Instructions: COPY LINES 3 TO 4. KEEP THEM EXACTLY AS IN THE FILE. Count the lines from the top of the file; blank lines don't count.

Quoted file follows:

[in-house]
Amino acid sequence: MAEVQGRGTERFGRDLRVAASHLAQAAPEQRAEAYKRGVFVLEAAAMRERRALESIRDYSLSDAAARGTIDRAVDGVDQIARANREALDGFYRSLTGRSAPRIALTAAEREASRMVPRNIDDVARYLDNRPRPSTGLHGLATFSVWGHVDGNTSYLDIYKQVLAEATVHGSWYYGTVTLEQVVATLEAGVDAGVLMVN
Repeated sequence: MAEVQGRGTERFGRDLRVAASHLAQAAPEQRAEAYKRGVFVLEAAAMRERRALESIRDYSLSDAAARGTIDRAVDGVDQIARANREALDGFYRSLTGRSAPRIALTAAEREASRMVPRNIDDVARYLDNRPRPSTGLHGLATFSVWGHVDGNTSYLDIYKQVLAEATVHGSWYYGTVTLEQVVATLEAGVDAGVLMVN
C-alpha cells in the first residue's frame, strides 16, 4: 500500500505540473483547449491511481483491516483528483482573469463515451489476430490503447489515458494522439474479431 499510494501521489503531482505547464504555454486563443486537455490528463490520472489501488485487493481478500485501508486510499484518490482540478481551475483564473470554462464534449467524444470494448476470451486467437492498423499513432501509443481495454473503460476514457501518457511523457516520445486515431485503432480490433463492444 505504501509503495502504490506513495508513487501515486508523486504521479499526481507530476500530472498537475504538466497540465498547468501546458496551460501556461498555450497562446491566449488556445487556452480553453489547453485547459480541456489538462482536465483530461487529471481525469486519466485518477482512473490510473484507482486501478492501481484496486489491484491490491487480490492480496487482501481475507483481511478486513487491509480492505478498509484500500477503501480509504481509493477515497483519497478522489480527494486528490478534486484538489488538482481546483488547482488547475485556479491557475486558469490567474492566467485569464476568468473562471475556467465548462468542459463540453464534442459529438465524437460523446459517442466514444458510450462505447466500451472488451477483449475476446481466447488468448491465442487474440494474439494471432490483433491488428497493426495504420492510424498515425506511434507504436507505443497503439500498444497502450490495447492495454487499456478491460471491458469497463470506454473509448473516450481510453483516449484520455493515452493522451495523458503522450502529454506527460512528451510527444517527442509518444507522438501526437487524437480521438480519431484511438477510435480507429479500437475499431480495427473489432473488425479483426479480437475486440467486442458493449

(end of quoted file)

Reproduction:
Repeated sequence: MAEVQGRGTERFGRDLRVAASHLAQAAPEQRAEAYKRGVFVLEAAAMRERRALESIRDYSLSDAAARGTIDRAVDGVDQIARANREALDGFYRSLTGRSAPRIALTAAEREASRMVPRNIDDVARYLDNRPRPSTGLHGLATFSVWGHVDGNTSYLDIYKQVLAEATVHGSWYYGTVTLEQVVATLEAGVDAGVLMVN
C-alpha cells in the first residue's frame, strides 16, 4: 500500500505540473483547449491511481483491516483528483482573469463515451489476430490503447489515458494522439474479431 499510494501521489503531482505547464504555454486563443486537455490528463490520472489501488485487493481478500485501508486510499484518490482540478481551475483564473470554462464534449467524444470494448476470451486467437492498423499513432501509443481495454473503460476514457501518457511523457516520445486515431485503432480490433463492444 505504501509503495502504490506513495508513487501515486508523486504521479499526481507530476500530472498537475504538466497540465498547468501546458496551460501556461498555450497562446491566449488556445487556452480553453489547453485547459480541456489538462482536465483530461487529471481525469486519466485518477482512473490510473484507482486501478492501481484496486489491484491490491487480490492480496487482501481475507483481511478486513487491509480492505478498509484500500477503501480509504481509493477515497483519497478522489480527494486528490478534486484538489488538482481546483488547482488547475485556479491557475486558469490567474492566467485569464476568468473562471475556467465548462468542459463540453464534442459529438465524437460523446459517442466514444458510450462505447466500451472488451477483449475476446481466447488468448491465442487474440494474439494471432490483433491488428497493426495504420492510424498515425506511434507504436507505443497503439500498444497502450490495447492495454487499456478491460471491458469497463470506454473509448473516450481510453483516449484520455493515452493522451495523458503522450502529454506527460512528451510527444517527442509518444507522438501526437487524437480521438480519431484511438477510435480507429479500437475499431480495427473489432473488425479483426479480437475486440467486442458493449